Jessica Thompson has packed a lot in for someone of just 27. After building a career in hospitality in the UK, she travelled to Australia and then New Zealand, working at some of the top hotels in the antipodean countries, before returning to her home in Scotland and, now, co-owning her own restaurant with rooms at Mingary Castle in a remote region of the Scottish west coast. Not exactly your average job for someone barely into their late twenties.

Mingary Castle is an astonishing property sitting pretty on the shores of Kilchoan Bay. Originally built in the 13th century, the fortress-like structure seems to almost rise out of the rock face below, the castle walls offering a grand, otherworldly feel to the place. You would be forgiven for thinking you’d been thrown, Outlander-esque, into a bygone century. But the hospitality that Thompson and her partner, chef Colin Nicholson, provide is distinctly modern.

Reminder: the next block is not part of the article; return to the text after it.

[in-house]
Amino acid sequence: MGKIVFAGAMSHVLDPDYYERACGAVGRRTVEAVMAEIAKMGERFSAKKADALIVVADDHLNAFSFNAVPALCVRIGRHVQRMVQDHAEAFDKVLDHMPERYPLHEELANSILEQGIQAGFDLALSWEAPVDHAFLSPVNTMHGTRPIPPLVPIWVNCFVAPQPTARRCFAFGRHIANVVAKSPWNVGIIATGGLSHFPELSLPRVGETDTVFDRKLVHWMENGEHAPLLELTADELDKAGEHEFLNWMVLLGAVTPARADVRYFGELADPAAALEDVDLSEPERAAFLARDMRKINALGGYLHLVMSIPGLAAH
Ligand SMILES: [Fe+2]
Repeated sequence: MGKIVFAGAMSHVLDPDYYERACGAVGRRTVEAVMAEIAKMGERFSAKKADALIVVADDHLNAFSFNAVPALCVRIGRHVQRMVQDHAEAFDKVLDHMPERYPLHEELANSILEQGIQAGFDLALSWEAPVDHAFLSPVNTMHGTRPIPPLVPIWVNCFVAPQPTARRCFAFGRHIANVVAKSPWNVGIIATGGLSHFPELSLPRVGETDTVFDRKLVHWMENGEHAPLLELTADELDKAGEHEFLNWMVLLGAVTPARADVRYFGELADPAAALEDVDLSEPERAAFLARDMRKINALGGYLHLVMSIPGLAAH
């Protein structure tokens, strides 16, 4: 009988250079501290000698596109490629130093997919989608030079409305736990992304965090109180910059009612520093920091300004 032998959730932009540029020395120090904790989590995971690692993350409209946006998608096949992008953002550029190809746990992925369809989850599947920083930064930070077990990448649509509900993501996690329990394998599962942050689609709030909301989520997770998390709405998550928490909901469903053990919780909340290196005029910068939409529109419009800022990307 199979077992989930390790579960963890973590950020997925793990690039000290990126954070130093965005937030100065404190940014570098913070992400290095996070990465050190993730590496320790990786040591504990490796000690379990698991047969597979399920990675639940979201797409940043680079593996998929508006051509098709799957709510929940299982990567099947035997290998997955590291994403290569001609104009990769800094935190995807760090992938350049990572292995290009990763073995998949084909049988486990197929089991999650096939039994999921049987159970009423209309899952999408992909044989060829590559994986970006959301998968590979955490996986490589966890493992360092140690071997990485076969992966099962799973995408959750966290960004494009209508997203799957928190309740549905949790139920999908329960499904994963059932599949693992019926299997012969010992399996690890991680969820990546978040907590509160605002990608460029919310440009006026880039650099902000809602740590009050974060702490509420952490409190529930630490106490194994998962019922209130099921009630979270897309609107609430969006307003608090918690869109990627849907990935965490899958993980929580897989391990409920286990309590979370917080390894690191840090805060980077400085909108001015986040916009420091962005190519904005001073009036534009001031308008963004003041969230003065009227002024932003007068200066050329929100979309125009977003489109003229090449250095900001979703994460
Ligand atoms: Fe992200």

It was a very serendipitous meeting that led Thompson and Nicholson to Mingary Castle. While they own the business within the building, the structure itself is in the hands of Donald Houston, the man at the head of Ardnamurchan Estates. Prior to joining Mingary Castle, they were both working at Inverlochy Castle – Thompson was restaurant manager at the restaurant, Albert & Michel Roux Jr at Inverlochy Castle, near Fort William, and Nicholson was head chef. One day, Houston and his wife visited the castle, and the rest, as they say, was history. “The owners themselves (Houston and his wife), came to Inverlochy to stay as guests and they really liked me and my service, and they knew of Colin and his cooking,” Thompson tells me. “The owner's wife approached us about taking on the castle, so although it was a really eerie time because it was October 2020, just after the lockdowns and everything, we just decided to go for it. Colin had only been at Inverlochy for one year and he would’ve stayed longer, but I think just because we’ve always wanted to have our own thing we couldn’t say no.”